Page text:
Customer satisfaction survey questions are a necessity for any company that wants to meet customer needs and always improve, tailor and design their processes to deliver the highest perceived value to the public.
But how do you choose the right customer satisfaction survey questions?
In this post, in addition to showing you how NPS works (Net Promoter Score), we will also present a questionnaire script with some customer satisfaction survey questions.
Examples of customer satisfaction survey questions
One of the CRM principles says it’s necessary to pursue customer satisfaction at all times.
And for that, using a way to measure that satisfaction is critical.
There are two approaches to preparing customer satisfaction survey questions:
- The traditional way: A series of questions to mark happy or sad faces and make comments.
- Or the NPS – Net Promoter Score way: It promises to be the smartest and most practical way to measure customer satisfaction through only one question.
Let’s dig deeper into this…
How to use the Net Promoter Score question
On a scale from ZERO to TEN, how likely are you to recommend our product or service to a customer?
It’s the only customer satisfaction survey question necessary, based on the Net Promoter Score rules.
But don’t get too excited!
Let’s find out how to calculate if your company is doing well and keeping customers satisfied.
There is a whole methodology behind NPS.
According to this method, there are three categories of customers depending on their level of satisfaction with your business:
- Detractors: They might speak negatively about your company. The customers who scored from 0 to 6 on the satisfaction scale.
- Neutrals: Those who marked between 7 and 8. They weren’t so impressed with the business, expected a little more, etc … neither praise nor criticism of the company.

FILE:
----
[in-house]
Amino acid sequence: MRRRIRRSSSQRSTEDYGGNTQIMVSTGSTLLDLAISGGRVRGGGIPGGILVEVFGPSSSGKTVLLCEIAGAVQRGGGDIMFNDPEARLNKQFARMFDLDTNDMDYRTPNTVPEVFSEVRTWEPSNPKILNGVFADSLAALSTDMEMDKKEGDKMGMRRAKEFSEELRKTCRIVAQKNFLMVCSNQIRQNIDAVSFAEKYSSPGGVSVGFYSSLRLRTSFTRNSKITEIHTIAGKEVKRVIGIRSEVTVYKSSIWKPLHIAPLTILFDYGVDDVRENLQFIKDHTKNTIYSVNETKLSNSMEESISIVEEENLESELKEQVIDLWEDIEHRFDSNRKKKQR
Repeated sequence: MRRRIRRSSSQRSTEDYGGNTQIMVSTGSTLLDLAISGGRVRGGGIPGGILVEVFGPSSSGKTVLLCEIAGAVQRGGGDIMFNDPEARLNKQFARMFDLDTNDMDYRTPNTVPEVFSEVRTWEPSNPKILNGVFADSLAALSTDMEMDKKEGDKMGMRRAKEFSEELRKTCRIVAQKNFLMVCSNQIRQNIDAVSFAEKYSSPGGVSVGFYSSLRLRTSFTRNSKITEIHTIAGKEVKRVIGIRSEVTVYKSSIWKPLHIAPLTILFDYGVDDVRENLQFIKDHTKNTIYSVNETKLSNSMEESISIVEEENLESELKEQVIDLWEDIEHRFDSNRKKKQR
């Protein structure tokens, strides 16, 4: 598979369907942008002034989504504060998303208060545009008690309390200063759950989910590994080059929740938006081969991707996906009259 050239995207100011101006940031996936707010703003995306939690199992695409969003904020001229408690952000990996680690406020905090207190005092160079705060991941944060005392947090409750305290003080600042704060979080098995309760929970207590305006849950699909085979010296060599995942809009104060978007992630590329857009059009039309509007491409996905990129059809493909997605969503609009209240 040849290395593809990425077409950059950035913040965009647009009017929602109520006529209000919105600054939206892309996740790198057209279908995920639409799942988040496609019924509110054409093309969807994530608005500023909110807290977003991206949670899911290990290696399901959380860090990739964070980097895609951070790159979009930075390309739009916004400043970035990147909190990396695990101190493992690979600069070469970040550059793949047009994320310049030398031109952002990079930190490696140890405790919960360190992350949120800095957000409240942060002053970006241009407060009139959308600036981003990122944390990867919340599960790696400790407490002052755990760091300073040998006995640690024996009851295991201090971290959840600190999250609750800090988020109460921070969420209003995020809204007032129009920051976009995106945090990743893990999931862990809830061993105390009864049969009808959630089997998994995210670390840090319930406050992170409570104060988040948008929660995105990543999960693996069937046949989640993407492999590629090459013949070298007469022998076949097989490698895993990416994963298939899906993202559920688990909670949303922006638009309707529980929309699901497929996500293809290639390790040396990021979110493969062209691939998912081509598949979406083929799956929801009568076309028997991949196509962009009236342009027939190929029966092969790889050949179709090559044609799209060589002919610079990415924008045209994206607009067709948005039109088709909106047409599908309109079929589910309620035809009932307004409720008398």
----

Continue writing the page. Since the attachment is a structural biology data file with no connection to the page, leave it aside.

- Promoters: Those who have a 90 and 100% chance of praising your company, because they marked a 9 or 10, these people will promote your business, recommend it and become faithful.
But it’s not over yet. The methodology asks you to make a few calculations.
- What percentage of customers are promoters?
- What percentage of customers are detractors?
- Now: Subtract the percentage of promoter customers from the percentage of detractors.
See in which zone your company is classified, according to the result:
- Critical Zone: NPS = -100 to -1
- Improvement Zone: NPS = from 0 to 49
- Quality Zone: NPS = from 50 to 74
- Zone of Excellence: NPS = 75 to 100
The advantage of the NPS is the objectivity of your single question (stimulating the client to respond, with high engagement) and the ease and speed at the time of measuring and analyzing the results.
Not to mention that you only need to think about one question in your customer satisfaction survey …
Traditional Customer Satisfaction Survey Questions
One possible approach is to determine five keywords that are part of your brand positioning or are core competencies for your business, and ask questions about them.
For instance, a luxury jewelry store could choose the following keywords:
- Customer Service
- Store Ambience
Ideally, to facilitate the collection of data, place a scale with an even number of alternatives, thus avoiding what is called the central tendency, that is: the client ends up choosing the middle option, out of sheer indecision.
The customer satisfaction survey questions could be:
How would you rate our jewelry regarding beauty?
- More beautiful than I expected
- As beautiful as I expected
- Less beautiful than I expected
- I did not find your jewelry beautiful
How would you rate our store customer service?
- Better than I expected
- As I expected
- Lower than I expected
- I did not like the customer service
And so on, for the other keywords.
One tip is to not opt for one or another way to ask the customer satisfaction survey questions, start with the Net Promoter Score and add five or more questions, in the style we suggest here.
Asking for final comments is also an alternative way to generate insights, but it’s very laborious to read thousands of responses, classify them, and then analyze the data.
With this information on hand, it will be much easier to make decisions about which processes need to be improved in your business and which are meeting the needs and desires of your customers.